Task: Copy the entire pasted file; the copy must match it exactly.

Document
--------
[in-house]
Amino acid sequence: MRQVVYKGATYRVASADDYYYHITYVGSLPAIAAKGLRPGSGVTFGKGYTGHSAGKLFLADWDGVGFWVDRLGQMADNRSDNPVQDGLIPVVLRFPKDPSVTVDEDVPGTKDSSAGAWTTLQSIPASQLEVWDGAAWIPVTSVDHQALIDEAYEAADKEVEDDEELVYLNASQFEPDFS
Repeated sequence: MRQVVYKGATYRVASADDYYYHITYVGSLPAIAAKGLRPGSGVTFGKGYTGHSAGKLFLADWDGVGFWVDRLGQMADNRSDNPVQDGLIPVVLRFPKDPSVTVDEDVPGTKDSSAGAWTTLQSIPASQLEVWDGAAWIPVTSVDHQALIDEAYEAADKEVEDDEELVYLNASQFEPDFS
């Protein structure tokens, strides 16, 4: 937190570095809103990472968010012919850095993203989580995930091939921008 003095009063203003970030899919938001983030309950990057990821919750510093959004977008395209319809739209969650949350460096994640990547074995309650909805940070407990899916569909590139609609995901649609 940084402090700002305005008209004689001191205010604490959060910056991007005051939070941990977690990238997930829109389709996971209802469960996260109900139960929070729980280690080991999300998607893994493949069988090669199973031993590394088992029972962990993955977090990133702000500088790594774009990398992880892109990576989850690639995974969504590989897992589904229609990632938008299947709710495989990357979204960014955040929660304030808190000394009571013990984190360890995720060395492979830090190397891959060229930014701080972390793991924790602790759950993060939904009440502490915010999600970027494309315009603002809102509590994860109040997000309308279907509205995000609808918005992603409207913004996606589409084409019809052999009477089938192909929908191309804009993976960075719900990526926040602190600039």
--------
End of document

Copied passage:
[in-house]
Amino acid sequence: MRQVVYKGATYRVASADDYYYHITYVGSLPAIAAKGLRPGSGVTFGKGYTGHSAGKLFLADWDGVGFWVDRLGQMADNRSDNPVQDGLIPVVLRFPKDPSVTVDEDVPGTKDSSAGAWTTLQSIPASQLEVWDGAAWIPVTSVDHQALIDEAYEAADKEVEDDEELVYLNASQFEPDFS
Repeated sequence: MRQVVYKGATYRVASADDYYYHITYVGSLPAIAAKGLRPGSGVTFGKGYTGHSAGKLFLADWDGVGFWVDRLGQMADNRSDNPVQDGLIPVVLRFPKDPSVTVDEDVPGTKDSSAGAWTTLQSIPASQLEVWDGAAWIPVTSVDHQALIDEAYEAADKEVEDDEELVYLNASQFEPDFS
């Protein structure tokens, strides 16, 4: 937190570095809103990472968010012919850095993203989580995930091939921008 003095009063203003970030899919938001983030309950990057990821919750510093959004977008395209319809739209969650949350460096994640990547074995309650909805940070407990899916569909590139609609995901649609 940084402090700002305005008209004689001191205010604490959060910056991007005051939070941990977690990238997930829109389709996971209802469960996260109900139960929070729980280690080991999300998607893994493949069988090669199973031993590394088992029972962990993955977090990133702000500088790594774009990398992880892109990576989850690639995974969504590989897992589904229609990632938008299947709710495989990357979204960014955040929660304030808190000394009571013990984190360890995720060395492979830090190397891959060229930014701080972390793991924790602790759950993060939904009440502490915010999600970027494309315009603002809102509590994860109040997000309308279907509205995000609808918005992603409207913004996606589409084409019809052999009477089938192909929908191309804009993976960075719900990526926040602190600039």